[ ree-treyn ]

verb (used with object)

  1. to train again, especially for a different vocation or different tasks.

verb (used without object)

  1. to be retrained.


/ riːˈtreɪn /


  1. tr to teach (someone) a new skill so that he or she can do a job or find employment
  2. intr to learn a new skill with a view to doing a job or finding employment

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Other Words From

  • re·traina·ble adjective

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Word History and Origins

Origin of retrain1

First recorded in 1930–35; re- + train

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Example Sentences

“I don’t want to necessarily cut services only to six months later or a year later have to restore them and rehire people and retrain people,” Goldstone said last week.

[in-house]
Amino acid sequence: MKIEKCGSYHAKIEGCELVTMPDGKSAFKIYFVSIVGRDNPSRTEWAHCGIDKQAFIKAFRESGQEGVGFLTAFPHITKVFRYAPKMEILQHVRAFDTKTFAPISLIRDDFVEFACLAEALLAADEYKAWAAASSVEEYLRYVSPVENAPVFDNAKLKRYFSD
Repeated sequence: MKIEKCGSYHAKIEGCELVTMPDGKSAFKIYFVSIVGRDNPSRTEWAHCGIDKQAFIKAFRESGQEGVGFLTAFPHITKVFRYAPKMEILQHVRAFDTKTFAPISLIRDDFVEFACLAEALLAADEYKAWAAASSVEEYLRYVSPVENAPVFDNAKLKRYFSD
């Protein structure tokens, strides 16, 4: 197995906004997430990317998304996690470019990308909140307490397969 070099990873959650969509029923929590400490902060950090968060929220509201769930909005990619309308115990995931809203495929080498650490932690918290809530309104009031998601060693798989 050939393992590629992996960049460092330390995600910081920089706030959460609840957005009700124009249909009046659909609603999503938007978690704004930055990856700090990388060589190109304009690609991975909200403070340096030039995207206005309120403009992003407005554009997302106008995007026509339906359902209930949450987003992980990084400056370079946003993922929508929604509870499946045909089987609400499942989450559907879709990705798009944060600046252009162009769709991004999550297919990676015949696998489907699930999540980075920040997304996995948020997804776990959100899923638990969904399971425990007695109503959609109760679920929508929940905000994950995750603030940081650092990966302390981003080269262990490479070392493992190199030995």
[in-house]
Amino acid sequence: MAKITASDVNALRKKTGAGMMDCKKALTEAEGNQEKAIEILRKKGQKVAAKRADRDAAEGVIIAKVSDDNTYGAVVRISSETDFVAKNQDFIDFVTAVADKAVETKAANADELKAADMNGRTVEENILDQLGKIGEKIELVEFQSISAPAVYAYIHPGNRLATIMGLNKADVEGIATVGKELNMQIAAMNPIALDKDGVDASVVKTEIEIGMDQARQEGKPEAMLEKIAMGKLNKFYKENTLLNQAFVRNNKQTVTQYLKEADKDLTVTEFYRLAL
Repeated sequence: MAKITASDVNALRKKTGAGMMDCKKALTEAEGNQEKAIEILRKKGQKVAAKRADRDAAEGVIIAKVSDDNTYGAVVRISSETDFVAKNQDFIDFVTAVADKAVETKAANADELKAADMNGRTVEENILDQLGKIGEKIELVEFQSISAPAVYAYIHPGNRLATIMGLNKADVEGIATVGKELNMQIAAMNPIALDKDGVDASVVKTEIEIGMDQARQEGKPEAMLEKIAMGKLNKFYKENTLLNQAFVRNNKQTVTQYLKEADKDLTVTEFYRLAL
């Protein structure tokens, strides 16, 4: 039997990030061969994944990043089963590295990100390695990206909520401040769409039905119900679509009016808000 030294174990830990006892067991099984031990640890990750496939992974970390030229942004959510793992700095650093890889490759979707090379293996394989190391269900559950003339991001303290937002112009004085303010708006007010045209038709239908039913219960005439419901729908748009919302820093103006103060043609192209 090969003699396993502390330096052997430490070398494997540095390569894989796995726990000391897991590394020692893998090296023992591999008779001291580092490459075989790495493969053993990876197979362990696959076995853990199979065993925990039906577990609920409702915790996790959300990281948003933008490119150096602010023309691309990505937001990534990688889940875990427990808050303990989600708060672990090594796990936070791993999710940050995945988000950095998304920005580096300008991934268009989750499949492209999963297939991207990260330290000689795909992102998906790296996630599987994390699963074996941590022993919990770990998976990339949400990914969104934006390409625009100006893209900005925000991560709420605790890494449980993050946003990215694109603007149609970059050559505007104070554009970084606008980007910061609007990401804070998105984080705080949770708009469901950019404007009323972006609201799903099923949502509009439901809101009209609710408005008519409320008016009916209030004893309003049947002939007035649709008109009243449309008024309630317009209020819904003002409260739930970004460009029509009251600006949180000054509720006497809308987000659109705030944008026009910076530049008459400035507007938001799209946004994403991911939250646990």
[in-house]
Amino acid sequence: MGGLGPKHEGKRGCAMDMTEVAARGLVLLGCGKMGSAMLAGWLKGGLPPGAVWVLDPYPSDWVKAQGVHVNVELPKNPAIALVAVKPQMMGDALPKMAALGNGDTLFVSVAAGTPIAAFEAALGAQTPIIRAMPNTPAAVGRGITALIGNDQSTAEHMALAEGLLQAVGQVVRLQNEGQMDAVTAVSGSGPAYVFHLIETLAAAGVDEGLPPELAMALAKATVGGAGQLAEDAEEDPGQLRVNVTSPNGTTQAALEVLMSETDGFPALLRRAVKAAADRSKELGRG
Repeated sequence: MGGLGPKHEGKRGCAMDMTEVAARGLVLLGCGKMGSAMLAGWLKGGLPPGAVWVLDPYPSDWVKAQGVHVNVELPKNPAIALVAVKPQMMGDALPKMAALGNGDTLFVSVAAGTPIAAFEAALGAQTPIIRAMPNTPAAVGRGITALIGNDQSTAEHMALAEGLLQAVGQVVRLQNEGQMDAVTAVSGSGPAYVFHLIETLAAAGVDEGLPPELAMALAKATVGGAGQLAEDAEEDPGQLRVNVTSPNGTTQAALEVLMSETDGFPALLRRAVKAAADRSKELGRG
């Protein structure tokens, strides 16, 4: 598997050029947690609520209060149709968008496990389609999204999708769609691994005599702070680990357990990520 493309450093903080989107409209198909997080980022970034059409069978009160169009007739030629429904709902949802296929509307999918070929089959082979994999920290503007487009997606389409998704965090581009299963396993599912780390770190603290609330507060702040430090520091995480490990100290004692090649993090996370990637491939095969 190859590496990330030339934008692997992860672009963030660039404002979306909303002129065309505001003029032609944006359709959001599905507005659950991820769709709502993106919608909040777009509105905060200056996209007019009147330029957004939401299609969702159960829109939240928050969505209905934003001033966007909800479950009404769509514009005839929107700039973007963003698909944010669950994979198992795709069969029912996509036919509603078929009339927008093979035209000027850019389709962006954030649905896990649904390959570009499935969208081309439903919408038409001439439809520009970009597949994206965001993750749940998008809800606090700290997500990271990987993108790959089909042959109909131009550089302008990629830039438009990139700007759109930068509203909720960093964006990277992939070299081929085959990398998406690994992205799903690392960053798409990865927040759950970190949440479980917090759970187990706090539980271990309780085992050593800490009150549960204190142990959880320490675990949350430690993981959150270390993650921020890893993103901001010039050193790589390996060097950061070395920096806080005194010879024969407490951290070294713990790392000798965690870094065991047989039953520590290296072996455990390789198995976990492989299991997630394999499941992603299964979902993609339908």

In practice, models are trained and retrained many times over during research and development.

Once trained staff members, such as bus and train operators, are laid off, it takes time to hire and retrain people to ramp service back up.

Mulligan saw the flexibility of experienced and older workers firsthand when Guardian Life retrained employees on new cloud data tools, and other survey and research data support the point.

From Fortune

The department has also previously declined to answer questions about whether officers who wrote seditious language tickets will be punished or retrained.

It will have to pay stipends to heads of families while they retrain, and will need to protect haredim from job discrimination.

Their superiors are under constant pressure to retrain marginal performers rather than to discharge them.

Google Apps helped retrain us to work in a networked fashion.

It is a great pity that the geographical illusions of our boyish days cannot retrain.

These courses are designed to improve the workers' skills or to retrain workers for other areas of specialization.